Percentages » VAT/BTW
1. What is VAT/BTW?
VAT stands for 'Value Added Tax' also known as sales tax. The Dutch abbreviation is BTW. Which stands for 'Belasting over de Toegevoegde Waarde'. Most governments impose this tax on the sale of products or services. The consumer (and organisations who do not have to impose these taxes themselves) are paying these taxes. On most products and services the high tariff of 21% is imposed. For food, agrarian products, books and some services there is a low tariff of 6%. These two percentages are imposed in the Netherlands. Britain uses a high tariff of 20%, reduced tariff of 5% and a low tariff of 0%. Every country chooses these percentages themselves. In some countries there are two of these taxes. For example, in Canada there is a federal tax and a provincial tax (except for Alberta). For that reason prices there are often shown without the VAT. Note: before the high tariff became 21% in the Netherlands, it was 19%. For that reason in a some exercises 19% might still be used.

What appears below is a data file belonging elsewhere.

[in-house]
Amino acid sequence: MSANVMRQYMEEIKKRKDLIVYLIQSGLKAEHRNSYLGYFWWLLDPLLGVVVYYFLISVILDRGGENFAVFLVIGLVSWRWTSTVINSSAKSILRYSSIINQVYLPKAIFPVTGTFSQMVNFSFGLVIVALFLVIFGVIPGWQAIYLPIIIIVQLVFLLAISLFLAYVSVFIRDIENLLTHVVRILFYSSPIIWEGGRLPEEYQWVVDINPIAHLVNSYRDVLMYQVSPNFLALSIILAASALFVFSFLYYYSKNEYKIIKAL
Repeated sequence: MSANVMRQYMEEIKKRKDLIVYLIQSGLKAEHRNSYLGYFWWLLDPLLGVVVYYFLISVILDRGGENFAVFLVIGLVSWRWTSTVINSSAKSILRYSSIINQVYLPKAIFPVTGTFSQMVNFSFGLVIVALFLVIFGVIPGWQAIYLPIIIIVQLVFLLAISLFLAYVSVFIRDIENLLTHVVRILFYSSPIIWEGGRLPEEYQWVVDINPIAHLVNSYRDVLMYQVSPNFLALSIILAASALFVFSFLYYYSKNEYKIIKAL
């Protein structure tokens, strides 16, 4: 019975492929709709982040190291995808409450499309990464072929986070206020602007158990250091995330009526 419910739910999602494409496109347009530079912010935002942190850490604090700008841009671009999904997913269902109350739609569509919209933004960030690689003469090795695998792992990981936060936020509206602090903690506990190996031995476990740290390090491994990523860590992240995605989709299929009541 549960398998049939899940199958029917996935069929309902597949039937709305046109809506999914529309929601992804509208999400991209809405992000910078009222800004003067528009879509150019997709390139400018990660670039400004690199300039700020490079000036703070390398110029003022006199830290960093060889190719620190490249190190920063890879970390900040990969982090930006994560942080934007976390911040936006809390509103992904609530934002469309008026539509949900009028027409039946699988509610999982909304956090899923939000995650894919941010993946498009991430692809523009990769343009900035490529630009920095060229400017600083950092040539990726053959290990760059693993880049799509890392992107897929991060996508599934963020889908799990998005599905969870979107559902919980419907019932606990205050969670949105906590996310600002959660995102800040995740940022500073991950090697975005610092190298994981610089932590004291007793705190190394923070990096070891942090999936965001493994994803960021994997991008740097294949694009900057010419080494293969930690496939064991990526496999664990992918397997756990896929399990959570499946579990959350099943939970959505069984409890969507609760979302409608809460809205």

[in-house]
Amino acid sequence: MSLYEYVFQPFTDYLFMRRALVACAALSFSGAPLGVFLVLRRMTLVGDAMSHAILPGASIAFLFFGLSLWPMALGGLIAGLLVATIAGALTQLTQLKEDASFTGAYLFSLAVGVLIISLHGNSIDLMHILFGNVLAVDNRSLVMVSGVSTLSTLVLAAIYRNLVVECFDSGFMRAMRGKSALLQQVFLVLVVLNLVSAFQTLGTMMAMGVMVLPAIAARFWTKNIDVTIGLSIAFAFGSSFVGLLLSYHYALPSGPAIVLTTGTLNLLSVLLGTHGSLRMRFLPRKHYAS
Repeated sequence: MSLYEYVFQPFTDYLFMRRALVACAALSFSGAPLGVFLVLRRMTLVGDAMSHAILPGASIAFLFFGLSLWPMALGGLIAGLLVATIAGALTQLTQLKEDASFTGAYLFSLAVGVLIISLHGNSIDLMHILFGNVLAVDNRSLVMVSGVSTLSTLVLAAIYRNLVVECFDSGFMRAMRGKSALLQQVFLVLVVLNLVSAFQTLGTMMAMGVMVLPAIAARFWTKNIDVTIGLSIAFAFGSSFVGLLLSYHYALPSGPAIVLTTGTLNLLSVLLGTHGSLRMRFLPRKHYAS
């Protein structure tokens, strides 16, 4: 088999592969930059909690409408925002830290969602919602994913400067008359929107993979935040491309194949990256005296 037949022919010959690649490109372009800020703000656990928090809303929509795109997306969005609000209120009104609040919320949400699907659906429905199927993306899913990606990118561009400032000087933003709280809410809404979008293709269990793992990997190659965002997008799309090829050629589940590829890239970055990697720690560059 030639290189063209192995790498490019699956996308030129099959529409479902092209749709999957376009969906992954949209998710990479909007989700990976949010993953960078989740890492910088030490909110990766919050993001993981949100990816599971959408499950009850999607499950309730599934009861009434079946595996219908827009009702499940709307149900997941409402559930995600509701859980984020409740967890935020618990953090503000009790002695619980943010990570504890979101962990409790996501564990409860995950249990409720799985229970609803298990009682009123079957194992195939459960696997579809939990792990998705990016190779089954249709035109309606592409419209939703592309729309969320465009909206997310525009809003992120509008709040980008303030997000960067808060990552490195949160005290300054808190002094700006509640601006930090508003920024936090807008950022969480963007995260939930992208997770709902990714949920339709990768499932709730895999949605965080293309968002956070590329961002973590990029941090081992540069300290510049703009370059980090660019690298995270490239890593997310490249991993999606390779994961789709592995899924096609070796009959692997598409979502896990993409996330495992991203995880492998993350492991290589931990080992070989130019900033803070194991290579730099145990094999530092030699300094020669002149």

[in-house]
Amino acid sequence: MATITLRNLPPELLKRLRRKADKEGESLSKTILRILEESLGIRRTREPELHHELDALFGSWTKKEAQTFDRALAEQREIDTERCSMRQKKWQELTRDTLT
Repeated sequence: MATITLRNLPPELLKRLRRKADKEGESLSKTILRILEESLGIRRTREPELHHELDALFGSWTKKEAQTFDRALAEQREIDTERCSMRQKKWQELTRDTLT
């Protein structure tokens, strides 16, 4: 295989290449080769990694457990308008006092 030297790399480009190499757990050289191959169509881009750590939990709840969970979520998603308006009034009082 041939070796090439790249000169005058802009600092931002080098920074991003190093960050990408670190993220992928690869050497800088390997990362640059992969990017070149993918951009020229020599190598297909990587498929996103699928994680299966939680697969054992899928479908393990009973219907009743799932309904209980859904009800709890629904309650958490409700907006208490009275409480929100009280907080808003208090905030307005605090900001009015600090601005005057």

2. Excluding to including VAT
The amount excluding is 100% and the amount including is 121%.
A shop keeper wants to have 23.20 euros left on an article that he sells.
So this is the amount excluding VAT. What is the amount including VAT?
|Growth factor:||23.20 × 1.21 = 28.07|
3. Including to excluding VAT
Again the amount including is 121% and the amount excluding is 100%.
A pair of pants costs 69 euros including VAT. What is the price excluding VAT?
|Growth factor:||69 : 1.21 = 57.02|
NOTE: Doing × 0.79 is wrong!
That is calculating from 100% to 79%!
So you are calculating a reduction of 21% over 121%.
That will get you 121 × 0.79 = 95.59%.